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Apr 26, 2018







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Ranger, Speed & Violence (Spinefarm Records)




Ranger, Speed & Violence (Spinefarm Records)

Any year that sees any sort of Robin Thicke release counts as a down year for music, leaving critics free to start cleaning up any business they see fit as it draws to a close. For me in 2016, that spelled taking five seconds out of my acute workaholism to find out exactly what’s up with a random thrash-metal record company I’d never covered before and probably never will again. Yes, some dude in Finland probably actually called his mom to tell her he’d been signed to “Spinefarm Records,” which has to have won the “Kind of Scary-Sounding But Actually Cartoonishly Funny Company Name of The Year.” Finnish thrash is usually decent, and now there’s even a “new wave of Finnish metal” to get excited about if you like that sort of thing, and of course who wouldn’t. Anyway, supposedly this quartet is leading the charge, which I literally cannot prove, but the album intro is ’80s John Carpenter-movie-cheese, which is a retro move worth noting I suppose. The nice and lousy production is cool, sort of like Venom vs. the first Iron Maiden album on the title track, with an inordinate amount of amateur Rob Halford-ish screaming to get all the doggies barking or whatever its purpose is. Elsewhere it’s the same idea, Armored Saint, that kind of thing. Gosh, these guys are really trying. It’s inspiring. B- Eric W. Saeger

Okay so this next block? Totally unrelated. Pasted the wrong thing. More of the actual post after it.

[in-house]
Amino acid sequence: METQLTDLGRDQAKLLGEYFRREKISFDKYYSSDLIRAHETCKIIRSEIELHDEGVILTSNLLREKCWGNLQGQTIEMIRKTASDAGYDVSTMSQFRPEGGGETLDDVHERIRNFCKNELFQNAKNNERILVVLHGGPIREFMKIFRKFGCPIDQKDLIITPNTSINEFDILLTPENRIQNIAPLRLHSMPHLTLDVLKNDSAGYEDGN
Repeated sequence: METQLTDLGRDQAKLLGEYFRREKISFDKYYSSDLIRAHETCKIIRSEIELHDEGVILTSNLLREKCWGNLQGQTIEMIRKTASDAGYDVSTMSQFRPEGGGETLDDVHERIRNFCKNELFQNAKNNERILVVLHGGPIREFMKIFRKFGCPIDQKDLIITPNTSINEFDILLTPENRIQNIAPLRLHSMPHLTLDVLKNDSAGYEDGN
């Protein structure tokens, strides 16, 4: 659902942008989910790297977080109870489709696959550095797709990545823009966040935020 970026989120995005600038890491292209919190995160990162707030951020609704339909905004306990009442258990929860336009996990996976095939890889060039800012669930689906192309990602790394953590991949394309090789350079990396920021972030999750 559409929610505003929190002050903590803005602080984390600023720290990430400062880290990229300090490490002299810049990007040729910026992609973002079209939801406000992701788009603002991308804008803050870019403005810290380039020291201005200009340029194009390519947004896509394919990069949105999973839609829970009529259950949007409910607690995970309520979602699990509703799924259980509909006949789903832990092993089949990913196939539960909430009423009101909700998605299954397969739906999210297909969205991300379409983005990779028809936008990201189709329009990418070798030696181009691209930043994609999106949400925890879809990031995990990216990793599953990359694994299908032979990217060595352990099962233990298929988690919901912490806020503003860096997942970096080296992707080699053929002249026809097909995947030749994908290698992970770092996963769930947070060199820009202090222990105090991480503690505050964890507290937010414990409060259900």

oddCouple, Liberation (Closed Sessions Records)
CD Reviews: December 22, 2016

12/22/16
By Eric Saeger news@hippopress.com



oddCouple, Liberation (Closed Sessions Records)

Chicago’s indie-rap scene is breaking wide, with the Closed Sessions imprint responsible for a large part of the chatter. Enter this guy, Zach Henderson, the label’s main producer, who’s brought a growing list of real-live instruments he’s learning to play and a similarly expanding crew of rising local R&B/rap stars into his debut LP, not counting a beat tape of sorts from a while back. String sections play a large part in carpeting the vibe here, but opening tune “Slept On” leans more toward a Drake-as-jazz-guy feel, a lonely sax straight from 1980s pop radio casually tooling away in support of guest Mike Golden’s breezy tenor voice. The loop for “Hereditary” is more to the point, screechy strings with AM radio squelch blare along with veteran mushmouthed Chicago rapper GLC, who’s largely responsible for putting all this on the map. Some of these guys have jammed with Chance the Rapper and whatnot, including Joey Purp, whose smiley-faced thinking-gangsta flows dominate the chaotic swirl of “Visions.” Not wildly creative by any means, but not instant oatmeal either.
 





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